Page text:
Thursday, May 14, 2009

PIMCO’s Mohamed El-Erian on "A New Normal" : Part two.

This is a continuation of the summary of PIMCO’s secular outlook, "A New Normal". For part one, please click here.

On the international economy:

  • Financial rehabilitation in the U.S. to occur in the context of low growth and eventual inflation down the road.
  • The U.K. faces greater vulnerability to domestic and/or external financial instability.
  • Core Europe will be limited by its historical inflation phobia and concerns for the integrity of the European Union.
  • Japan’s growth will be hindered by fiscal and demographic issues.
  • Emerging economies: Those with weak initial conditions will alternate between austerity and financial instability, while those with strong initial conditions will maintain their development breakout phase at a slower rate.

The new normal: A world of muted growth, in the context of a continuing shift away from G-3 and toward the systemically important emerging economies, led by China. (This shift towards domestic consumption in emerging economies becoming another global growth engine is something he advocated pretty strongly in his book "When Markets Collide")

On Risks: El-Erian states that the "balance of risk" picture is tilted to the downside.

  • Will low global growth result in stagflation?
  • Will the current efforts to repress real interest rates through quantitative easing succumb in a disruptive fashion to higher inflationary expectations and sovereign risk spreads?
  • Will political feasibility (rather than economic desirability) dictate economic policy responses?
  • The set of implicit contracts required for functional markets and societies are being subjected to major shocks. A disturbingly large number of parameters that anchor key behaviors have become variables. The longer it takes to restore normalcy, the higher the risk of recurrent financial instability.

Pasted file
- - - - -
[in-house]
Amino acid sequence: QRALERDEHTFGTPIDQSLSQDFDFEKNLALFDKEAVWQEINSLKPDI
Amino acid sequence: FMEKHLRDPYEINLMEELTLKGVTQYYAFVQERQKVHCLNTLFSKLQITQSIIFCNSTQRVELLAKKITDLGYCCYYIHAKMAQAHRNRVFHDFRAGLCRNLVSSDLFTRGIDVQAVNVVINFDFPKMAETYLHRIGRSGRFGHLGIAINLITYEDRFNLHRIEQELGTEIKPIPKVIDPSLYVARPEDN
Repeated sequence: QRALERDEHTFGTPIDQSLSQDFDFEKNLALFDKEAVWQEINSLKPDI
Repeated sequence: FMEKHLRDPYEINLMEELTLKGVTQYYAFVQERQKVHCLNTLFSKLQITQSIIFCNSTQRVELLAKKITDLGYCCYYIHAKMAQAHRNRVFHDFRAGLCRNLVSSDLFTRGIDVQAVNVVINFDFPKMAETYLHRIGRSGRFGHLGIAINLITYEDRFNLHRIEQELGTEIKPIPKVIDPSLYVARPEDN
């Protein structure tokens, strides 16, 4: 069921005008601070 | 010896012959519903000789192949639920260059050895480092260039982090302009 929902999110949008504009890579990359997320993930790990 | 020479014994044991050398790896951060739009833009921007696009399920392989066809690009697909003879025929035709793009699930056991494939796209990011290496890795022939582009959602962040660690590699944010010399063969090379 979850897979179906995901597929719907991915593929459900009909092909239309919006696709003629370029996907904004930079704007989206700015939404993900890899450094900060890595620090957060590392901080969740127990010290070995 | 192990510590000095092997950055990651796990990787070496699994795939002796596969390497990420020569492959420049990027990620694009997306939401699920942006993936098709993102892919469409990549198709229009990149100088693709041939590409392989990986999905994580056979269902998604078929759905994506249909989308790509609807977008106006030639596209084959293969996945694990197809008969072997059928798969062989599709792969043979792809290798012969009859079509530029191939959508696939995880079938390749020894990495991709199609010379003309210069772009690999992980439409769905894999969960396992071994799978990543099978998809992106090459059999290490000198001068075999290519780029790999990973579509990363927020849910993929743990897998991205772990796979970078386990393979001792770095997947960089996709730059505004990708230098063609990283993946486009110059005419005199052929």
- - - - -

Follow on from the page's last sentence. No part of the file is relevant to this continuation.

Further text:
• The management of public debt in industrial countries will be a delicate process. The average maturity of outstanding U.S. debt is at its lowest. Large unfunded entitlements (Social Security and Medicare) will start to significantly hit the budget.
  • Any further erosion in the autonomy and mission of key economic institutions, including the Fed and FDIC would be terrible.
On the investment baseline :
  1. El-Erian favors the front end of yield curves in many countries, as the authorities overstay with negative real policy rates.
  2. Income-generating instruments instead of pure equity premium.
  3. International orientation.
The new normal:
  • Exploit periodic anomalies associated with clumsy internal and external handoffs.
  • Favor credit spreads higher up in the economic and capital structure and on an international basis.
  • Premiums across risk factors and markets will go up to reflect the disruption to the sanctity of contracts, the capital structure, as well as to the autonomy of key economic institutions.
  • Renewed depreciation of the dollar, though the magnitude of depreciation against other currencies could be outpaced by that of real assets.
  • Equity risk premium will now reflect a permanently higher threat of subordination
In his discussion of the "new normal", I’m reminded of this Peter Bernstein article which came out shortly after the credit crisis broke out. In summary, El-Erian raises several excellent points and the article is definitely worth perusing carefully. Certainly puts the whole “green shoots” euphoria in context!

Further reading:

Peter Bernstein
The Shape Of The Future

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